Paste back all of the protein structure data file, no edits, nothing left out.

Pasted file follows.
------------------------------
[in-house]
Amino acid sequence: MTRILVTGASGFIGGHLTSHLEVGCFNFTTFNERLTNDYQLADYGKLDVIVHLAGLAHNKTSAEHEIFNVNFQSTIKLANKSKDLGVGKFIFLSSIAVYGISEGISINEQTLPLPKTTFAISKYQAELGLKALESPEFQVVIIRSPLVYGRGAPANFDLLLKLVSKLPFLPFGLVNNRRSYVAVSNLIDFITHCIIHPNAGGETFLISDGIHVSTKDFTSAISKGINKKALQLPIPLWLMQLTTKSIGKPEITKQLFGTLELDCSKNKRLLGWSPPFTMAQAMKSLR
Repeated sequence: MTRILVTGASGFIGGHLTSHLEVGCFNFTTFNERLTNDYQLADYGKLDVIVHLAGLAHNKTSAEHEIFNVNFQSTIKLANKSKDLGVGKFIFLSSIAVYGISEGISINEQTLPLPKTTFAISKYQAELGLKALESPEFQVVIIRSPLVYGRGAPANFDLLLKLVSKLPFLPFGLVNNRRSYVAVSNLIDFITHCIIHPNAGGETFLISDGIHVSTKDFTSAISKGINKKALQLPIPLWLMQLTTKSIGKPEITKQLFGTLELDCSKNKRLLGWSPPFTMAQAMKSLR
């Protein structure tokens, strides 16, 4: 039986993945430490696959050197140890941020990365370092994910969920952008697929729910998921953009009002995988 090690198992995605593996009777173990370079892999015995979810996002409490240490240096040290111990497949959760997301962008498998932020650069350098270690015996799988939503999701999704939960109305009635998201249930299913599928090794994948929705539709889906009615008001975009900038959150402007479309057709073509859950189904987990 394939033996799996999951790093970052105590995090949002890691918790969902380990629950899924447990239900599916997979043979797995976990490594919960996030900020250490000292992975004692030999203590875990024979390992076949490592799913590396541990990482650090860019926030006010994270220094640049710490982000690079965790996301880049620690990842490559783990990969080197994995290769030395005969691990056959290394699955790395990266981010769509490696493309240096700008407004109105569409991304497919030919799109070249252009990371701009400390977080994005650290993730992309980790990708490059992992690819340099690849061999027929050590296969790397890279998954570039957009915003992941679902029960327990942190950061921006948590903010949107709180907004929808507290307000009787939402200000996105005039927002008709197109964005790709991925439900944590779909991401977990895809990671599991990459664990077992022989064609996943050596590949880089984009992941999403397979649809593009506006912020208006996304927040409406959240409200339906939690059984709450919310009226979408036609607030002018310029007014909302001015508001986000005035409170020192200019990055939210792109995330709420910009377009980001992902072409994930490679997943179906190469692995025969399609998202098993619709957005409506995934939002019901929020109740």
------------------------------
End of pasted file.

[in-house]
Amino acid sequence: MTRILVTGASGFIGGHLTSHLEVGCFNFTTFNERLTNDYQLADYGKLDVIVHLAGLAHNKTSAEHEIFNVNFQSTIKLANKSKDLGVGKFIFLSSIAVYGISEGISINEQTLPLPKTTFAISKYQAELGLKALESPEFQVVIIRSPLVYGRGAPANFDLLLKLVSKLPFLPFGLVNNRRSYVAVSNLIDFITHCIIHPNAGGETFLISDGIHVSTKDFTSAISKGINKKALQLPIPLWLMQLTTKSIGKPEITKQLFGTLELDCSKNKRLLGWSPPFTMAQAMKSLR
Repeated sequence: MTRILVTGASGFIGGHLTSHLEVGCFNFTTFNERLTNDYQLADYGKLDVIVHLAGLAHNKTSAEHEIFNVNFQSTIKLANKSKDLGVGKFIFLSSIAVYGISEGISINEQTLPLPKTTFAISKYQAELGLKALESPEFQVVIIRSPLVYGRGAPANFDLLLKLVSKLPFLPFGLVNNRRSYVAVSNLIDFITHCIIHPNAGGETFLISDGIHVSTKDFTSAISKGINKKALQLPIPLWLMQLTTKSIGKPEITKQLFGTLELDCSKNKRLLGWSPPFTMAQAMKSLR
């Protein structure tokens, strides 16, 4: 039986993945430490696959050197140890941020990365370092994910969920952008697929729910998921953009009002995988 090690198992995605593996009777173990370079892999015995979810996002409490240490240096040290111990497949959760997301962008498998932020650069350098270690015996799988939503999701999704939960109305009635998201249930299913599928090794994948929705539709889906009615008001975009900038959150402007479309057709073509859950189904987990 394939033996799996999951790093970052105590995090949002890691918790969902380990629950899924447990239900599916997979043979797995976990490594919960996030900020250490000292992975004692030999203590875990024979390992076949490592799913590396541990990482650090860019926030006010994270220094640049710490982000690079965790996301880049620690990842490559783990990969080197994995290769030395005969691990056959290394699955790395990266981010769509490696493309240096700008407004109105569409991304497919030919799109070249252009990371701009400390977080994005650290993730992309980790990708490059992992690819340099690849061999027929050590296969790397890279998954570039957009915003992941679902029960327990942190950061921006948590903010949107709180907004929808507290307000009787939402200000996105005039927002008709197109964005790709991925439900944590779909991401977990895809990671599991990459664990077992022989064609996943050596590949880089984009992941999403397979649809593009506006912020208006996304927040409406959240409200339906939690059984709450919310009226979408036609607030002018310029007014909302001015508001986000005035409170020192200019990055939210792109995330709420910009377009980001992902072409994930490679997943179906190469692995025969399609998202098993619709957005409506995934939002019901929020109740």